CMS Market Share June 2022 is available to reprint with attribution; see Creative Commons license for details.

W3Techs notes that 33.1% of websites do not use any of the content management systems they monitor.

WordPress is therefore used by 43% of all websites, and 64.2% of those with an identifiable CMS.

WordPress Plans To Continue Working On Security, Stability

WordPress shows no signs of slowing down and is currently about five years into a ten-year project that involves rewriting its entire codebase.

In a recent interview, Josepha Haden Chomphosy, Executive Director of WordPress, told SEJ,

“…the next year, as with all of the years in a project like that, is making sure we are still as stable and capable as a CMS as people have come to expect while also still pushing forward with a newer more modern way to manage your content online.”

WordPress rolled out version change Arturo 6.0 this month and within two weeks, 36.2% of WP sites had updated to it.

Roger Montti reported that WordPress shared a proposal for a plugin checker that would improve security and site performance by proactively vetting plugins, as well.

Shopify Enters B2B Marketplace With June Update

Shopify released its Summer ’22 Edition in June, adding more than 100 new features for users.

A new feature simply and aptly called “B2B” will connect Shopify Plus merchants with wholesalers and offer integrations with NetSuite, Brightpearl, Acumatica, and others for a more seamless experience.

See Brian Frederick’s coverage here to learn more.

Wix Publishes Structured Data Guide For SEO Pros

Wix, in third place for CMS market share this month, released “Wix Structured Data Guide: How To Use Standard & Custom Markup” in June.

Contributing author Mordy Oberstein, Head of SEO Branding at Wix, shared his comprehensive guide to implementing structured data on Wix here at Search Engine Journal.

“In fewer than three years, Wix went from supporting little by way of structured data to offering SEO pros and site owners the ability to do nearly whatever they want with relative ease,” Oberstein wrote.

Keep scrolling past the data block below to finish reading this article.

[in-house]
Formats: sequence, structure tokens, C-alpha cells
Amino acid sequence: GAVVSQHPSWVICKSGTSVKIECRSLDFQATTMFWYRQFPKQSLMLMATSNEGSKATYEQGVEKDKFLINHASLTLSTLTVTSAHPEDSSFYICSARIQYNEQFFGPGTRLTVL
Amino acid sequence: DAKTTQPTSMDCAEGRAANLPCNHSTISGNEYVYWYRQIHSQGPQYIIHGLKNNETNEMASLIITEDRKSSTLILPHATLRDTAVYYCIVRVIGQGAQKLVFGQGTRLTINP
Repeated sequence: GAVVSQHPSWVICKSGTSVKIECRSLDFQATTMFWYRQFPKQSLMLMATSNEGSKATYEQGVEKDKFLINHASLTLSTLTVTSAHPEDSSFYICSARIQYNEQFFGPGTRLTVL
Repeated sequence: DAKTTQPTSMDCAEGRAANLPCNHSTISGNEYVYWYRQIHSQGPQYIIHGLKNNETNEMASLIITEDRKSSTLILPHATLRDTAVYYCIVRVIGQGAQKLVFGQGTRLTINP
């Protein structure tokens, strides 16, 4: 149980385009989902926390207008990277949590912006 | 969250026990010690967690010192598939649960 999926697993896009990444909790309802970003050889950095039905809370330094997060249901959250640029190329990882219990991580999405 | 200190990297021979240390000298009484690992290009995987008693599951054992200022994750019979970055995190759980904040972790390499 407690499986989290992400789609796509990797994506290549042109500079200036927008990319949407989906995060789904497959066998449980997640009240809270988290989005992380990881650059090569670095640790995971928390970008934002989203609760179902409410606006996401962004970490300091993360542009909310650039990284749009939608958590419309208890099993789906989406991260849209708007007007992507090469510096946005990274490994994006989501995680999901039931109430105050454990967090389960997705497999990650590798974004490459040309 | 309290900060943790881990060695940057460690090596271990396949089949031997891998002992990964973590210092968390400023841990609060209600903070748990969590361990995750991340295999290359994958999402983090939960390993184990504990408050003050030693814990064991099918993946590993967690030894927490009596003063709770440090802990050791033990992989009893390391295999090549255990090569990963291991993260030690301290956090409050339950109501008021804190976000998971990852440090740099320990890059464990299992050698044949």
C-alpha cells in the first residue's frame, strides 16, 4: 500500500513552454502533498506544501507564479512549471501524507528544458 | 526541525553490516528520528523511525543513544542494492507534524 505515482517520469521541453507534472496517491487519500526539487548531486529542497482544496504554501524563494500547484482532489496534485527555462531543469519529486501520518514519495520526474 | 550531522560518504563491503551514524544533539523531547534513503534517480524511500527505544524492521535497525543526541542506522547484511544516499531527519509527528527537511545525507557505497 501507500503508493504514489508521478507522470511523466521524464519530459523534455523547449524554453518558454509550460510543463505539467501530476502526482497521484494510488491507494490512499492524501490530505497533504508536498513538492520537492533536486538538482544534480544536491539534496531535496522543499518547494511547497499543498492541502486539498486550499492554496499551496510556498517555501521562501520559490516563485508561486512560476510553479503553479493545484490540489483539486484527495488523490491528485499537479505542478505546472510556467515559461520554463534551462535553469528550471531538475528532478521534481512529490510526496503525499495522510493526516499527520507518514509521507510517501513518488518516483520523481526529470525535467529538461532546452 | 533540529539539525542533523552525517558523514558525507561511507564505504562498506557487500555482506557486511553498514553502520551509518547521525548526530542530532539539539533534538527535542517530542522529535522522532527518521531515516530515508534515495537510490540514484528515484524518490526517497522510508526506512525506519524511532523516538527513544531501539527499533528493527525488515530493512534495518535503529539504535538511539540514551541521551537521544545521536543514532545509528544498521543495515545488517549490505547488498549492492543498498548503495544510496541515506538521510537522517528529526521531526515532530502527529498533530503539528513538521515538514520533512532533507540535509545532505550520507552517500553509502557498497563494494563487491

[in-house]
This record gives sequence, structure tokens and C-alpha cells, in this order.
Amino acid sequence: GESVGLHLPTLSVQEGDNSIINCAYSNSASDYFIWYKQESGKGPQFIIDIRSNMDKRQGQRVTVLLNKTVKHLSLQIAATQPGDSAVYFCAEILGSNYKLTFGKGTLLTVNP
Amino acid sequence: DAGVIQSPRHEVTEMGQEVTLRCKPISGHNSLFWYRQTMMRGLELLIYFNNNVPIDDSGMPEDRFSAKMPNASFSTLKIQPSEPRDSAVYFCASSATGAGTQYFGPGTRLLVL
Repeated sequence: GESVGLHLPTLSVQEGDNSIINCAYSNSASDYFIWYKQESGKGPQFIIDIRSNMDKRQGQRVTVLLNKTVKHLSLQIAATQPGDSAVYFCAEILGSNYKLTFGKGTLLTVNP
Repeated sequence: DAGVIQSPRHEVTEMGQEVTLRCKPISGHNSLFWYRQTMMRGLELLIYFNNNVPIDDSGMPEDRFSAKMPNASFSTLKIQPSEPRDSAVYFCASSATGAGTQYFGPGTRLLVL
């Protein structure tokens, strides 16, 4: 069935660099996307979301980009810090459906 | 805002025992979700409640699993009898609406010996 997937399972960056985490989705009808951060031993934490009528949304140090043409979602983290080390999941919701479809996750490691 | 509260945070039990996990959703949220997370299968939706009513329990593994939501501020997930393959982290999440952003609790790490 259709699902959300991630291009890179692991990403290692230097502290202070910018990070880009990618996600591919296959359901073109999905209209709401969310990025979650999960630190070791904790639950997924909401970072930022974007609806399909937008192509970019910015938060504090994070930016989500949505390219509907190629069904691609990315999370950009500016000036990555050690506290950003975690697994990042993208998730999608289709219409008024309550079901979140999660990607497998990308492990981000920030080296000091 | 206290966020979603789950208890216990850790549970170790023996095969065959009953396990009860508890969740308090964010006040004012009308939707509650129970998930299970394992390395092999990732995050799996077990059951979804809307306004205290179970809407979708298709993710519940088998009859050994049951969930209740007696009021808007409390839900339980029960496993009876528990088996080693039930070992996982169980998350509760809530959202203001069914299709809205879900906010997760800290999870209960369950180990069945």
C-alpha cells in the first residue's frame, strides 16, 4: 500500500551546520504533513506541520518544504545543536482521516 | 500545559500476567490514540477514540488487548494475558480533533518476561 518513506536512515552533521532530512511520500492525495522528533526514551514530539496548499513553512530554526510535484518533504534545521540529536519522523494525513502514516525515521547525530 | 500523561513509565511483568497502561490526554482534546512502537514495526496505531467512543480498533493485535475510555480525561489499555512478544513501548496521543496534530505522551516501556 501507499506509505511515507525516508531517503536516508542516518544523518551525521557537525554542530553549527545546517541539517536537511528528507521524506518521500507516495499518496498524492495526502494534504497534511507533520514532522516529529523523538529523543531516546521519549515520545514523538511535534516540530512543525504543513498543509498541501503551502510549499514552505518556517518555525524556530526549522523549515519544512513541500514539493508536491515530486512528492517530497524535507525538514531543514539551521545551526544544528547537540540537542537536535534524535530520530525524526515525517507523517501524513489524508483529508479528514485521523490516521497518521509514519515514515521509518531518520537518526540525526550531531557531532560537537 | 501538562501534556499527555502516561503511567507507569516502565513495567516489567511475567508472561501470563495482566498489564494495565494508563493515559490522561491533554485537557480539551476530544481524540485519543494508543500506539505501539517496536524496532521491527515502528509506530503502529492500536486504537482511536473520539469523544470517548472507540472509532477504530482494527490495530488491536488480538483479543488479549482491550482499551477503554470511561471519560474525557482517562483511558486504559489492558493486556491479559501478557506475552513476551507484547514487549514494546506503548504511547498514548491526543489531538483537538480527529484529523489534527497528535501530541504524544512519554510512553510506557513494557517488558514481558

He also noted that due to recent platform updates, any content elsewhere on the internet around this topic is now out of date.

See his guide above to learn more about applying structured data to your Wix site.

Stay tuned for next month’s CMS Market Share Monthly report.

Related reading:


Featured image: Paulo Bobita/Search Engine Journal
Data source: W3Techs.com, Usage statistics of content management systems, as of June 27, 2002.





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When Your SEO Competitors Don’t Match What You Know

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When Your SEO Competitors Don't Match What You Know


You know your competitors, and you’re not going to let some damned SEO tool tell you different!

Hey, I’ll give you the first part, but there are a lot of reasons that the results from a tool like True Competitor might not match your expectations, and that could be a good thing.

I’m going to dig into five of those reasons:

  1. You’re living in the past

  2. You’ve hit a brick wall

  3. You can’t see the trees

  4. You’re stuck in one tree

  5. We’re just plain wrong

First, the toughest one to hear — the world is changing, and you’re not changing with it.

1. You’re living in the past

Look, I know Big Wally at Big Wally’s Widget World said your Grandma’s meatloaf was “just okay, I guess” at the church potluck in ‘87, but you need to move on. Even if you’re not quite-so-literally stuck in the past, you may be operating on an outdated sense of who your competitors are. Especially online, the competitive landscape can change quickly, and it’s worth re-evaluating from time to time.

2. You’ve hit a brick wall

Quite literally — you’ve run headlong into your own brick-and-mortar wall. As a business with physical locations, your competitors with physical locations are absolutely important, but from a search perspective, they may not represent who you’re actually competing with online.